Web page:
As those who know me know, I’ve become pretty much impossible to get a hold of by nearly any means of instant communication. This might come as a shock, as it rides against the convention of our always on, always accessible culture. This isn’t a matter of disregard or a lack of consideration for others. It’s actually the opposite – by using these communication tools this way, I’m free to provide my full attention to the experience at hand, and the people I’m with.
We have so many technologies that allow us instant communication – phone calls, texting, emails, instant messages, and video chat. It’s not that I’ve stopped using them – in fact, I have access to all of them on my app-phone, a device that I almost always have with me. But I keep my phone on silent most of the time – it’s only allowed to get my attention when I’m expecting an important call or message. So for the most part, phone calls, text messages, and instant messages are used in a delayed response fashion (this goes doubly so for emails, where notifications are turned off altogether).
I do check on up on messages, but the interval varies immensely. If I’ve got some dead time while walking somewhere, or waiting for code to compile at work, or actually using my communication device to do some light reading, I’ll take a look and triage or reply to messages. But if I’m out doing stuff like skating around the city or spending time with friends, or if I’m in the middle of a coding spree at work, it could be hours before I check on messages.
Now this seems like quite a bit of inconvenience, for me in that I may miss important or urgent messages, and for others that are trying to reach me. But there’s two major points that ameliorate this concern. The first is that messages are hardly as urgent as they seem – many of them can be replied to later. Likewise, many seemingly urgent messages are artificially urgent, often due to a lack of foresight in planning. For many folks I interact with, this isn’t a problem [anymore] because they know to mention things to me early and not at the last minute if they wish to get a response. I find that this actually helps to make everyone’s plans more consistent.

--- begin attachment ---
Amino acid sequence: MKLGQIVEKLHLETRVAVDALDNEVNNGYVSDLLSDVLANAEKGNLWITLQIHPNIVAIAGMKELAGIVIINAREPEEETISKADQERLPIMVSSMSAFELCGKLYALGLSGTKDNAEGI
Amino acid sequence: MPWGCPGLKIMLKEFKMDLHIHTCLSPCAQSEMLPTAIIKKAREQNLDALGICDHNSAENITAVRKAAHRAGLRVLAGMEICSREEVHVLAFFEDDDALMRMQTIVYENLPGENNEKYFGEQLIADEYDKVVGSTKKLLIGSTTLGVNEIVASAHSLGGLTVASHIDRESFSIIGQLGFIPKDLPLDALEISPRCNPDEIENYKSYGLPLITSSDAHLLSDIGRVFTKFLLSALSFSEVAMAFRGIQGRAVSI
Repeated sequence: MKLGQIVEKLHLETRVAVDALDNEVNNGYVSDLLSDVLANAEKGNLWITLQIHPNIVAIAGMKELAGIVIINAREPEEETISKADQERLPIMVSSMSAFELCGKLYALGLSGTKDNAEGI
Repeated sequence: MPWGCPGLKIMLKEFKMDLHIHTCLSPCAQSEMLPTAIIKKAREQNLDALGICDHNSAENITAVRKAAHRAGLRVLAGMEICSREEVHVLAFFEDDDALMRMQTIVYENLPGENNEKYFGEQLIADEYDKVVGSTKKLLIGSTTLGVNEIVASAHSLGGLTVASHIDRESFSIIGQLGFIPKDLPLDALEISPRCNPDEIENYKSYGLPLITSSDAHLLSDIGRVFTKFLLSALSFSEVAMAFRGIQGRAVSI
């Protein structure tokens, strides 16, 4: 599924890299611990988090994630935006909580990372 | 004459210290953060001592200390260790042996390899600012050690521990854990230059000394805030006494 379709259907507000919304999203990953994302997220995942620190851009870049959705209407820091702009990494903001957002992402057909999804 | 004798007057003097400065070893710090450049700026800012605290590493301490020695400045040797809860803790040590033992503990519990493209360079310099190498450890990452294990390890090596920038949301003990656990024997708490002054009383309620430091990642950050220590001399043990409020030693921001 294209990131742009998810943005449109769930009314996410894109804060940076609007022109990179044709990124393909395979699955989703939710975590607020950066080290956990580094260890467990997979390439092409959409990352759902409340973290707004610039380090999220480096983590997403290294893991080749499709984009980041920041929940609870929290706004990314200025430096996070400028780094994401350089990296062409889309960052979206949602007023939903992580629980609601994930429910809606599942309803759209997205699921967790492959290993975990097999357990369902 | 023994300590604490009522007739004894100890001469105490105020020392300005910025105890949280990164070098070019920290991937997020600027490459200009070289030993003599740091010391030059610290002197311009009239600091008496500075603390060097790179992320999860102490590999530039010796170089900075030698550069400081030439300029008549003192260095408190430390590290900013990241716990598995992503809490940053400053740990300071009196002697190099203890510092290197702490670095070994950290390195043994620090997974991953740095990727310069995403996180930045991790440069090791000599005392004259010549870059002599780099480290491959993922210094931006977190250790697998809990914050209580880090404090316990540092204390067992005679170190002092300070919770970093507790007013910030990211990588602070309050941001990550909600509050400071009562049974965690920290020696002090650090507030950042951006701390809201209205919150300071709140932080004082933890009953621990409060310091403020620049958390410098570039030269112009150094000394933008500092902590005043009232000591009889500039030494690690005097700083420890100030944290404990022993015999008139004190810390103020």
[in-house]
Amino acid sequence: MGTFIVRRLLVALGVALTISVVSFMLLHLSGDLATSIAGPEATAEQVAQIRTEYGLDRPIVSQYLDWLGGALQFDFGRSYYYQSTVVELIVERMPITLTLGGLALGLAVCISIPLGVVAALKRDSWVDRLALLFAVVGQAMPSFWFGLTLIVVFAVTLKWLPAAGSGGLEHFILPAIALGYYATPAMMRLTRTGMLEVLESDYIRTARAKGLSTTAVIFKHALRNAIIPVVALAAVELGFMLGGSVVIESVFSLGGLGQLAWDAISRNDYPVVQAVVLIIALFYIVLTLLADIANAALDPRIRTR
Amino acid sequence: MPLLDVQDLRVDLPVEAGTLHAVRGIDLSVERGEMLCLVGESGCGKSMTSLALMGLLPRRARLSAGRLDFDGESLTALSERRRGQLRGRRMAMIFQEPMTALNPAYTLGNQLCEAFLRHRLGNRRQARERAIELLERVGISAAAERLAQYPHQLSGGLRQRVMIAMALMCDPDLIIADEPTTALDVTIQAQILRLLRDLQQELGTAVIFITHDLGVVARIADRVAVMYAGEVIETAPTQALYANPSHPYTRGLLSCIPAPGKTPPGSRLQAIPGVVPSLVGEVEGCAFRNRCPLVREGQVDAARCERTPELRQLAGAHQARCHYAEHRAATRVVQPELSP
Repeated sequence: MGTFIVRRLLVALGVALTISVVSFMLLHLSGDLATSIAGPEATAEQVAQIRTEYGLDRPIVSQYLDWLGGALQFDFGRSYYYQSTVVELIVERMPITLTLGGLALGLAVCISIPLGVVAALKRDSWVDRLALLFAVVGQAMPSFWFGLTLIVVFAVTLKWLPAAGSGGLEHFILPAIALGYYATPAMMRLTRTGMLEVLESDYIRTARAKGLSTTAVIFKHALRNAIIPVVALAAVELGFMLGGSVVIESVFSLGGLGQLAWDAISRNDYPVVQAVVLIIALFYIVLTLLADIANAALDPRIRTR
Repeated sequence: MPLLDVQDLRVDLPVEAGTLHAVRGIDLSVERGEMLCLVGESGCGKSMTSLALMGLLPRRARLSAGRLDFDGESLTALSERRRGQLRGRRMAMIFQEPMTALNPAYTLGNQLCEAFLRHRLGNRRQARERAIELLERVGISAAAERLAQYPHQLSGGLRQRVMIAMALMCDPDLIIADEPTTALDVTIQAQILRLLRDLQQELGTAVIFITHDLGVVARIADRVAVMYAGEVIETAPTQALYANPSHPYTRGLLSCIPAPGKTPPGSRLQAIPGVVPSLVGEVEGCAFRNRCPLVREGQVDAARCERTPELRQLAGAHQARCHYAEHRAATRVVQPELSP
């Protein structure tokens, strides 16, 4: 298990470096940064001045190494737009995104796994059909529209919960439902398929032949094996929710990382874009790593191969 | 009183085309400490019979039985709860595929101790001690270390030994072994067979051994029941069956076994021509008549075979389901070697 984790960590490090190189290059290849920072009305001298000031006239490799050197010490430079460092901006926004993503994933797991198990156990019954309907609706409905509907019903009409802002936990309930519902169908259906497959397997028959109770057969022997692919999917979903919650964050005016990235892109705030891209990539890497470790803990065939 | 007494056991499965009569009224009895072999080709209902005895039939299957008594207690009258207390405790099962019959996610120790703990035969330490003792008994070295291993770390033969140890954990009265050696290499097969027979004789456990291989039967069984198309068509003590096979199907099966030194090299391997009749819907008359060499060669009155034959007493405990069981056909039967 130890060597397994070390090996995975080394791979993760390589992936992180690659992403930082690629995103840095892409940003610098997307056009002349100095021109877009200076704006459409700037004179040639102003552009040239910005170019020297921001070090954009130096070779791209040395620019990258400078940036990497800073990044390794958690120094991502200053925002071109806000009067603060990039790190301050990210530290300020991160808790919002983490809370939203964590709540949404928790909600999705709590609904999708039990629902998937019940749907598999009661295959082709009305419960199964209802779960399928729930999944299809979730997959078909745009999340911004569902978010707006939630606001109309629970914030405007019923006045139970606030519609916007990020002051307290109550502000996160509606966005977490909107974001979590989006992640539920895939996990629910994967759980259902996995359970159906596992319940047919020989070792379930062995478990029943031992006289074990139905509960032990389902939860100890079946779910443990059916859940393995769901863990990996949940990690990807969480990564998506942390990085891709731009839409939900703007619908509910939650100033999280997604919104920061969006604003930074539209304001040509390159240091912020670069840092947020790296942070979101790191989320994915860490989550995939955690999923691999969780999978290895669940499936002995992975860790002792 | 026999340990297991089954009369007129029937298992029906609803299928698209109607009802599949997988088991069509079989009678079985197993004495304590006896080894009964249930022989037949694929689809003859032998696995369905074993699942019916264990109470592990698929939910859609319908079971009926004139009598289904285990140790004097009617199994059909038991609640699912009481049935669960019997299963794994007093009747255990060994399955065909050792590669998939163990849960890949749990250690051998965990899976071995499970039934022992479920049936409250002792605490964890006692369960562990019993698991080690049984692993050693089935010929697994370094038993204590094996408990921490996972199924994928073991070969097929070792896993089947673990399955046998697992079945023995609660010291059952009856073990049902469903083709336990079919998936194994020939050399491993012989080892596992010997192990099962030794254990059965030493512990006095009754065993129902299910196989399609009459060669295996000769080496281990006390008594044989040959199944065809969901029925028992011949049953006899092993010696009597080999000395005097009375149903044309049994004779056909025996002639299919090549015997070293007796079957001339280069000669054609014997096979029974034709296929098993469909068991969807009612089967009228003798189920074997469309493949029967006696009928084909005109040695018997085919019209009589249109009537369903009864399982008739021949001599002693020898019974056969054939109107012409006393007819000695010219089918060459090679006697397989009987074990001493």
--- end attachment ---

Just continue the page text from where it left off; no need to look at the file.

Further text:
The second and more outstanding point is that by ignoring my phone, I’m allowed to achieve flow, a mental state of intense focus, efficiency, and enjoyability. This is something we induced constantly in karate class, where we took the time to meditate at the beginning of every class. This served to put us in a mindset where nothing else mattered in the world outside of the dojo: any concern or problem was irrelevant and the training before us was the only thing we were to have in mind. In a pragmatic sense, this held very true, and this intense focus was necessary to push our minds and bodies to new levels. At the end of our training sessions, we meditated once more to prep our minds to return to the real world. This tenet in karate to train only with an absolutely focused mind applies to most other aspects of life – when engaged work, play, learning, and with other people. I experience an enormous sense of liberation when I’m in such a state of mind – that there’s only one thing that I have concentrate on.
Fittingly, I feel most connected with the experience at hand when I’m disconnected from everything else – the benefits are incredible: At work, it permits me to engineer a solution to some complex and mentally demanding problem. When reading, it allows my mind to drift into that of the author, where our ideas mingle to form new ones. When writing, it means i can surface the months or years of experience and learning into a concise article, like this very one you’re reading.
Being inaccessible to others for the sake of the above examples seems to come off as a selfish act. But the application for flow applies when engaged with people because it imbues that one is completely accessible. At work, this means I can devote my full attention to answer a coworker’s question. When out roller blading, it means I can push my friends harder while minding the roads for hazards. When with friends and family, it means I can listen to their thoughts and ideas and make for a meaningful conversation. You can’t put a value on giving a person your full attention.
This manner of using [and ignoring] communication technology has come through a lot of mindful experimenting and observation. In the process, I’ve made plenty of mistakes and even offended a few people. But I’ve come out with a strong sense of how to make the best of these tools, gaining the ways to connect using new technologies while keeping intact the more sacred connections of here and now. I suggest trying your own experiment with this. Evaluate how you use phone or emails. You might find a life more focused on the things that matter most.